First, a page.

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How we can all help the bees

Bumblebees are well-known for their role in pollination, as gardeners have known for a long time. These free-roaming wild bees are iconic, fascinating creatures that provide a crucial “free-bee” service in pollinating much of the food on our plates, plants in our gardens and wildflowers, fruits and seeds for birds and small animals. They function as an important environmental indicator while demonstrating a further decline in numbers and distribution.

 The 24 species of bumblebee found in the United Kingdom represent about 10% of the world’s bumblebees. Two species have gone extinct in the last 100 years, and eight of our remaining ten species are in serious decline, including the Shrill carder bee, which is now restricted to a few sites in England and Wales, and the magnificent Great Yellow bumblebee, which was formerly common but is now only located in Scotland’s far north.

 What makes bumblebees so special? They are highly efficient and effective wild pollinators of 70% of the 100-crop species that provide 90% of food worldwide. They do not produce honey, (harvestable quantities) beeswax, or live in hives, unlike honey bees. A bumblebee nest will contain between 50 and 400 bees, whereas a honey bee colony may have up to 60,000 bees.

How Can We Help Bees In The UK?

There are several things you can do to help bees in the United Kingdom. You don’t need to be David Attenborough or Jeff Goldblum to lend a hand! First and foremost, you must remember:

  • You can buy local products, which will benefit your community. Because the majority of these food crops are produced without pesticides or other chemicals, buying food from the UK helps guarantee that honey bees have a clean environment.
  • You may grow bee-friendly flowers in your garden or yard! Bees adore vibrant colours and require pollen and nectar from flowering plants, so try to include as many different kinds of flowers as possible in your yard or garden during the spring when bumblebees are active.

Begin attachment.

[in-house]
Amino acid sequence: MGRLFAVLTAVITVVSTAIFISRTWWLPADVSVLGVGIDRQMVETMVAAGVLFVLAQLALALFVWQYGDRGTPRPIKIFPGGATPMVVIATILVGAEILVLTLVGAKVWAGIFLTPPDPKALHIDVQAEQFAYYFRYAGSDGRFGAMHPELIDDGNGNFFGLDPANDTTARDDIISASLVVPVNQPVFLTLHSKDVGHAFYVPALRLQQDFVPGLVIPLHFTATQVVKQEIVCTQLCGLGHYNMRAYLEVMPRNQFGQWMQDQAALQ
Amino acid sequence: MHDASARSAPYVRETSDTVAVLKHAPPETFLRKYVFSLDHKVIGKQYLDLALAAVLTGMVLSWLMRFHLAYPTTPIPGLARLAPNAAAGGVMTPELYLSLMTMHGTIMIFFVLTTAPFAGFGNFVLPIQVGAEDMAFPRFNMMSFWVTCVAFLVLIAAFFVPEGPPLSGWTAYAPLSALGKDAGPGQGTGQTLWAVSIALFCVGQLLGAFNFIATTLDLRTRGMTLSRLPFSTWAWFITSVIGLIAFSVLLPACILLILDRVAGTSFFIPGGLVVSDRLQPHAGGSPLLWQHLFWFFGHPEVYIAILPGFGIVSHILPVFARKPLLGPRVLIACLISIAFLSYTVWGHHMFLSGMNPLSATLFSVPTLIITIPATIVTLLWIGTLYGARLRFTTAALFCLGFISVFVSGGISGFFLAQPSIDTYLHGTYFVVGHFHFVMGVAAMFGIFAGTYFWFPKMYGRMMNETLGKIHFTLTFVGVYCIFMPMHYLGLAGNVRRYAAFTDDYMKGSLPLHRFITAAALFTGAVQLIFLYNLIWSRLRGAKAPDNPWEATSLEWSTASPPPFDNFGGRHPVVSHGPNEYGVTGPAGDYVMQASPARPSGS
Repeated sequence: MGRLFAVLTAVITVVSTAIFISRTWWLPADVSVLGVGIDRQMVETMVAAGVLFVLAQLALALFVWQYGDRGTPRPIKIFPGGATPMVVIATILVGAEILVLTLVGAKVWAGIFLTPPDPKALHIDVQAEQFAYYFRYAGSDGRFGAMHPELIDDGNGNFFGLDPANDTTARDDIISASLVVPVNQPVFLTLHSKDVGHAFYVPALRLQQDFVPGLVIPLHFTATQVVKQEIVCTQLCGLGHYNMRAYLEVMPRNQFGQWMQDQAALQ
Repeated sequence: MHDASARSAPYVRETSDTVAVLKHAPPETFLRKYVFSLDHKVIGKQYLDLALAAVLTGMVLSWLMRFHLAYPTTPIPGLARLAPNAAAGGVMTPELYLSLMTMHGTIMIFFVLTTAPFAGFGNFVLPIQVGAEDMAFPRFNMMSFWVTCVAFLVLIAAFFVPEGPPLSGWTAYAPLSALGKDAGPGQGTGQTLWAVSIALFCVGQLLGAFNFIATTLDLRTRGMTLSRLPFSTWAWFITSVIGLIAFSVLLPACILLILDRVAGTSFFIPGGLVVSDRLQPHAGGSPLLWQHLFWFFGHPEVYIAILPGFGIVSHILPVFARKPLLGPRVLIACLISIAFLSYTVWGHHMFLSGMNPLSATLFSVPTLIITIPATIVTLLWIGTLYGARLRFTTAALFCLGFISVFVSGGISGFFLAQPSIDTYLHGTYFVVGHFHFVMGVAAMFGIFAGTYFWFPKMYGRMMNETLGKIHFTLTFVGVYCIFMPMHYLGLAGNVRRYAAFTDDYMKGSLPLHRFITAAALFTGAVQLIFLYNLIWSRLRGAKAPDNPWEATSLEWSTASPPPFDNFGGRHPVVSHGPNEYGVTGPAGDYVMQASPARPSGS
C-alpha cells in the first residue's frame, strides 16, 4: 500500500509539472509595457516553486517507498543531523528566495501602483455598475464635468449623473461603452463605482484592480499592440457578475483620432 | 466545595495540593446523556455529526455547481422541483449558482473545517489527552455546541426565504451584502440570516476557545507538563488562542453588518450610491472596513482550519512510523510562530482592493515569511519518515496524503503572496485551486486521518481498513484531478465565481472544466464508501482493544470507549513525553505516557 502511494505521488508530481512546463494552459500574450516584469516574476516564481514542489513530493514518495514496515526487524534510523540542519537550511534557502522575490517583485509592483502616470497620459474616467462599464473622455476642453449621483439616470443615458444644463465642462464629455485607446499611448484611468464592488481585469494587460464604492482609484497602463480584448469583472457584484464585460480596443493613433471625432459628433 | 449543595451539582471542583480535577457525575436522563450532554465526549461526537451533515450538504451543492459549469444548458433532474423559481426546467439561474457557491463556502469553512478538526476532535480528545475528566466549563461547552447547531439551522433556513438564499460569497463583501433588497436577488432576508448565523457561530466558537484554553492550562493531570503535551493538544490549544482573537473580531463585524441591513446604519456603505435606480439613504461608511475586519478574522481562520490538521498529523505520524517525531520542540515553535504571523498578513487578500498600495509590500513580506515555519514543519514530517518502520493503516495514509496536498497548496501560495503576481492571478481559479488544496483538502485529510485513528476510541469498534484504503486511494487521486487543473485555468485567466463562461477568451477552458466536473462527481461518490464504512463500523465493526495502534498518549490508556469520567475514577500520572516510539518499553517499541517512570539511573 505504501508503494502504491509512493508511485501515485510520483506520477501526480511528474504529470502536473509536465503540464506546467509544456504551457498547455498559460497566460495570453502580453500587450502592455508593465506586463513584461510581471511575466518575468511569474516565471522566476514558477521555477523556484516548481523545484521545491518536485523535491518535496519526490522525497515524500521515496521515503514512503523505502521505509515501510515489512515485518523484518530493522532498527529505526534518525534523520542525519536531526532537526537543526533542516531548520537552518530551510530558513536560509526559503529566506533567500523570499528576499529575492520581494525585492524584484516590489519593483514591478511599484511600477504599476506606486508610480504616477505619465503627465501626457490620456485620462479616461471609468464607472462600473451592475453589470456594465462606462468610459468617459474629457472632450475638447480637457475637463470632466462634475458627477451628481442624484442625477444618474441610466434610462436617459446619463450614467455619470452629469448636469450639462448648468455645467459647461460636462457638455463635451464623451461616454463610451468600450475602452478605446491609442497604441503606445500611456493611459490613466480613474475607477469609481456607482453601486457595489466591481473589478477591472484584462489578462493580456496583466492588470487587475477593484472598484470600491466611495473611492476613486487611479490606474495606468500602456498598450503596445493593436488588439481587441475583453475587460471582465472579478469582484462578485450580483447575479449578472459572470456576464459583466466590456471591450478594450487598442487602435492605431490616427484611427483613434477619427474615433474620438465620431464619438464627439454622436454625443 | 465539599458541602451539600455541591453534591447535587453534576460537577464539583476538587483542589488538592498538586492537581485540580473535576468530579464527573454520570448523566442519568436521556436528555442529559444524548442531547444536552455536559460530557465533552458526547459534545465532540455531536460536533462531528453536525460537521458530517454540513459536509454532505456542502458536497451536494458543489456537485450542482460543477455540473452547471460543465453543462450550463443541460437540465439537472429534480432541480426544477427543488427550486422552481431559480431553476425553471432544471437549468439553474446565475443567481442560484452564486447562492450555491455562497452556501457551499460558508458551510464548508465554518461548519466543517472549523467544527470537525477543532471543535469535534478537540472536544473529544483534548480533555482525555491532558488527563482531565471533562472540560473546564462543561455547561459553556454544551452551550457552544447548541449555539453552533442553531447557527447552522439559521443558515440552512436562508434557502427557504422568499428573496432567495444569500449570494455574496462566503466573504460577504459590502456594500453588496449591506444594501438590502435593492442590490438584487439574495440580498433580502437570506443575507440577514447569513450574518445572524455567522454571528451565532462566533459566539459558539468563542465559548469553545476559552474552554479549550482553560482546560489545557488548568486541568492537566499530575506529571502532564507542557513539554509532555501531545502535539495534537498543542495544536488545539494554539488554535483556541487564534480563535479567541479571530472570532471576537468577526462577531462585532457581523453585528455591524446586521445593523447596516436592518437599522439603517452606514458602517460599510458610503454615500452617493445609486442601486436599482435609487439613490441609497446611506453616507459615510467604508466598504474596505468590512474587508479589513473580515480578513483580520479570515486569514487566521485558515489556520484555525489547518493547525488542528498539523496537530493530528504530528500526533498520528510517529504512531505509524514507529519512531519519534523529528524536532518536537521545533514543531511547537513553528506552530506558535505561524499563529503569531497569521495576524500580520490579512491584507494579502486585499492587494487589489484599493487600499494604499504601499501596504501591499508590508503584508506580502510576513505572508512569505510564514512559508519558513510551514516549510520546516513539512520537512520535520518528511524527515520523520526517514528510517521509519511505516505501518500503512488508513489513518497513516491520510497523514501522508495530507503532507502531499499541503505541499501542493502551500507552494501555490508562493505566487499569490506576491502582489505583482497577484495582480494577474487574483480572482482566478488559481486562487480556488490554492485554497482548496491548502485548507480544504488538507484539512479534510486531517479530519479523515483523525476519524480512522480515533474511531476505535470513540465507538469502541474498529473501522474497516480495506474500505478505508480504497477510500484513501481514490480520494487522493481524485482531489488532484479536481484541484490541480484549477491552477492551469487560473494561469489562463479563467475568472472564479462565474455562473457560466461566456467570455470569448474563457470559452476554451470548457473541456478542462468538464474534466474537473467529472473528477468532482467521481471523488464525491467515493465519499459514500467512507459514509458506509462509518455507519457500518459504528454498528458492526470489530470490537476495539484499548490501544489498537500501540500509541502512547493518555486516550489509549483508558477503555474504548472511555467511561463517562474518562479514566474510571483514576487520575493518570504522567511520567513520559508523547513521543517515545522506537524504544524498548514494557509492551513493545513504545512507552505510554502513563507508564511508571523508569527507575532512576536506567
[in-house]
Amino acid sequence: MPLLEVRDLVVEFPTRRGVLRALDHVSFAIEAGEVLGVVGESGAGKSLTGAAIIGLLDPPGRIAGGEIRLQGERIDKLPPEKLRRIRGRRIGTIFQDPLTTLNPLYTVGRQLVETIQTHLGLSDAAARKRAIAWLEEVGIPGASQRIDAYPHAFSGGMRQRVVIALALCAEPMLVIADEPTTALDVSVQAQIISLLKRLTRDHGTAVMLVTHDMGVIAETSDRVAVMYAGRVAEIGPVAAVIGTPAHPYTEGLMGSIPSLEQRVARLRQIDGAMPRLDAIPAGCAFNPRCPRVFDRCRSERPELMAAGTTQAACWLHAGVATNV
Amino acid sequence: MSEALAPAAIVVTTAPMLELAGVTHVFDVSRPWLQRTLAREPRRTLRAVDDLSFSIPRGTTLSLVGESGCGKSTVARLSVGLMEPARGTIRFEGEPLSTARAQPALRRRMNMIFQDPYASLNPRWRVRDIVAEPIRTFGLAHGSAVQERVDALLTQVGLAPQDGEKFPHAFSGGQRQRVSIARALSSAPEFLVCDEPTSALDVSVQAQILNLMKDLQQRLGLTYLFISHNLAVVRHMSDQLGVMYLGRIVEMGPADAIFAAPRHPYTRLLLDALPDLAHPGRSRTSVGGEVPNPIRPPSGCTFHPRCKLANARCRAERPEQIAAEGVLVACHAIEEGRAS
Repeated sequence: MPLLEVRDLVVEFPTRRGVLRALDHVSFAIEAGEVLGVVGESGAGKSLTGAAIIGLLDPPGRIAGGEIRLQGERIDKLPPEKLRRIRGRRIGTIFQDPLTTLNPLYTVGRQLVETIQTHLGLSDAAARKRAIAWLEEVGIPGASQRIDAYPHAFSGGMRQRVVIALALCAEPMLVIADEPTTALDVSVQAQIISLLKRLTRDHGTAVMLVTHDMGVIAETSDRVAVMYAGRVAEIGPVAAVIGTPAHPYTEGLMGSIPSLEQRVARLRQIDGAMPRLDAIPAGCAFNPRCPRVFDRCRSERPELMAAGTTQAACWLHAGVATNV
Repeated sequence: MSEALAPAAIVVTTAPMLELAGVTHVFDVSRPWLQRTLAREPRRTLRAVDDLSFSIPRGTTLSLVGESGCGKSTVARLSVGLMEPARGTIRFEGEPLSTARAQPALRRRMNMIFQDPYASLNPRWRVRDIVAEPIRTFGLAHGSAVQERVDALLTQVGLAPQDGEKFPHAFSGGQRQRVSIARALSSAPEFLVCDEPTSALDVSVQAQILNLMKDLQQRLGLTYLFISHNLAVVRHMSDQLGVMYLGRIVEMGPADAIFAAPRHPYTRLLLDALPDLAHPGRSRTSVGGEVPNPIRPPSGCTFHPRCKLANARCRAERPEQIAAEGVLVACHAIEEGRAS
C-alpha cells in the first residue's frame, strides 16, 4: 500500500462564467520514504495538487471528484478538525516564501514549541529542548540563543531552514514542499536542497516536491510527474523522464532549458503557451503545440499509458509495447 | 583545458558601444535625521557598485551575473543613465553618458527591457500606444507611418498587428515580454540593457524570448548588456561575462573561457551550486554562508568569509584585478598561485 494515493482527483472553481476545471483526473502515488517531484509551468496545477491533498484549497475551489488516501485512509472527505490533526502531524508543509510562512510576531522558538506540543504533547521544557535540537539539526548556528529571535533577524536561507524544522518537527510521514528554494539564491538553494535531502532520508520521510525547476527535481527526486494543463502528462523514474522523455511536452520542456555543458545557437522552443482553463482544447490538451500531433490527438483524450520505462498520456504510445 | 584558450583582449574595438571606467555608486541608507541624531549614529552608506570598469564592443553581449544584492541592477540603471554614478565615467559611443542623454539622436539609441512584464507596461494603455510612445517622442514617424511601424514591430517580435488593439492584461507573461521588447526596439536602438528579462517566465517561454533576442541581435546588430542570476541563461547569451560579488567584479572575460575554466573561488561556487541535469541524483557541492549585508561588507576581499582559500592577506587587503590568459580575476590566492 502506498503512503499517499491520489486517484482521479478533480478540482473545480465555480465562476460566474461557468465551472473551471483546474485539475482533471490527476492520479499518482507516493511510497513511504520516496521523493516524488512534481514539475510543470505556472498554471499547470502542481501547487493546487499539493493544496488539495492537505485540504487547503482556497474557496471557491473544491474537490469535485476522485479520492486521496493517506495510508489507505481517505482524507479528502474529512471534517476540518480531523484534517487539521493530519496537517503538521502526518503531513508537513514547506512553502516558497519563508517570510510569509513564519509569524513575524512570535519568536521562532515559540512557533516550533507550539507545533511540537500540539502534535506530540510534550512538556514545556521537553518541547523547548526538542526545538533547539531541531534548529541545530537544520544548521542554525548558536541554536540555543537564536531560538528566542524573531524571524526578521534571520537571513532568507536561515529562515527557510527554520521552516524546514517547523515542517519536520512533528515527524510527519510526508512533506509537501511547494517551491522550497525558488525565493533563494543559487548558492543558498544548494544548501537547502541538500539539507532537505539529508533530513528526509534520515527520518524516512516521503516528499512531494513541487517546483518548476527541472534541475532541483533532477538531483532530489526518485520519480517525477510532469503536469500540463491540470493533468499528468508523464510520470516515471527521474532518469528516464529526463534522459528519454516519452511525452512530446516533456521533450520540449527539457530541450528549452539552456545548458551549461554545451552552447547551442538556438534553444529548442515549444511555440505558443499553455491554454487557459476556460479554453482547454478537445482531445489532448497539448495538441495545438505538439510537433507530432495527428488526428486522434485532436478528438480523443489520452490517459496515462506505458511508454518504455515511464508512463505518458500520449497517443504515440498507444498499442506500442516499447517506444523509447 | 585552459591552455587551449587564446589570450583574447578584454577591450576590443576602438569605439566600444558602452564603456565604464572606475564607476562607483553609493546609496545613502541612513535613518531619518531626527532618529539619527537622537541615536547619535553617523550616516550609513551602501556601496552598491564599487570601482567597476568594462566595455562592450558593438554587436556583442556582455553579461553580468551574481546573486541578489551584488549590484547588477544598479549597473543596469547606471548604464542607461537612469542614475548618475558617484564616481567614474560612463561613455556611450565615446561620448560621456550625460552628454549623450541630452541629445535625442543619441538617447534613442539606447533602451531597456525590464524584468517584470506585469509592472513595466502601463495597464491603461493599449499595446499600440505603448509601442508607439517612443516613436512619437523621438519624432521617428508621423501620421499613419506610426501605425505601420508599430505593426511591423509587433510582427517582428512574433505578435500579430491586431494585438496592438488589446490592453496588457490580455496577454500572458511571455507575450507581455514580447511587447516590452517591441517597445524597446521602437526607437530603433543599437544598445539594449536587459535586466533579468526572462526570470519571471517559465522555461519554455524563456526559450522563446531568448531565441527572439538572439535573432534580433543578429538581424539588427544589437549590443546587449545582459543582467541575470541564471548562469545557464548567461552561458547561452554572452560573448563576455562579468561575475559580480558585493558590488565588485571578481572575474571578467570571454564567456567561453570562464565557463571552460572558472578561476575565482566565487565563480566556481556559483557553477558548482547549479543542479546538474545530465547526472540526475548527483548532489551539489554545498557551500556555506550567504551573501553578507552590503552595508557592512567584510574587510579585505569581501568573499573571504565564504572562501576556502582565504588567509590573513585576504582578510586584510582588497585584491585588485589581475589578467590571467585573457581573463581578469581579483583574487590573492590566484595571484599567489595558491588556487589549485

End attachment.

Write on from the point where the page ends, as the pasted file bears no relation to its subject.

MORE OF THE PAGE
• If you don’t live in a location where there are any wild spaces for them, consider establishing managed hives with honeybees on top! These insects really struggle when moved around by humans, so if we leave some areas untouched over time, their populations may actually increase rather than decrease.
  • Provide shelter for bees – Bees, like other invertebrates, require a secure resting place to lay eggs and hibernate. You may make your own shelter or buy a pre-manufactured bee hotel – simply hang it in the sun on a sunny, shaded area in your yard and watch honey bees crawl into the tubes throughout the spring and summer seasons.
  • Don’t Use Pesticides – You may stop using pesticides in your garden! Making this simple adjustment will help bees and other insects live a better life. If you want to assist preserve bees, the best choice is to let them be maintained naturally since pests that consume certain wild plants may also serve as food for crucial pollinators.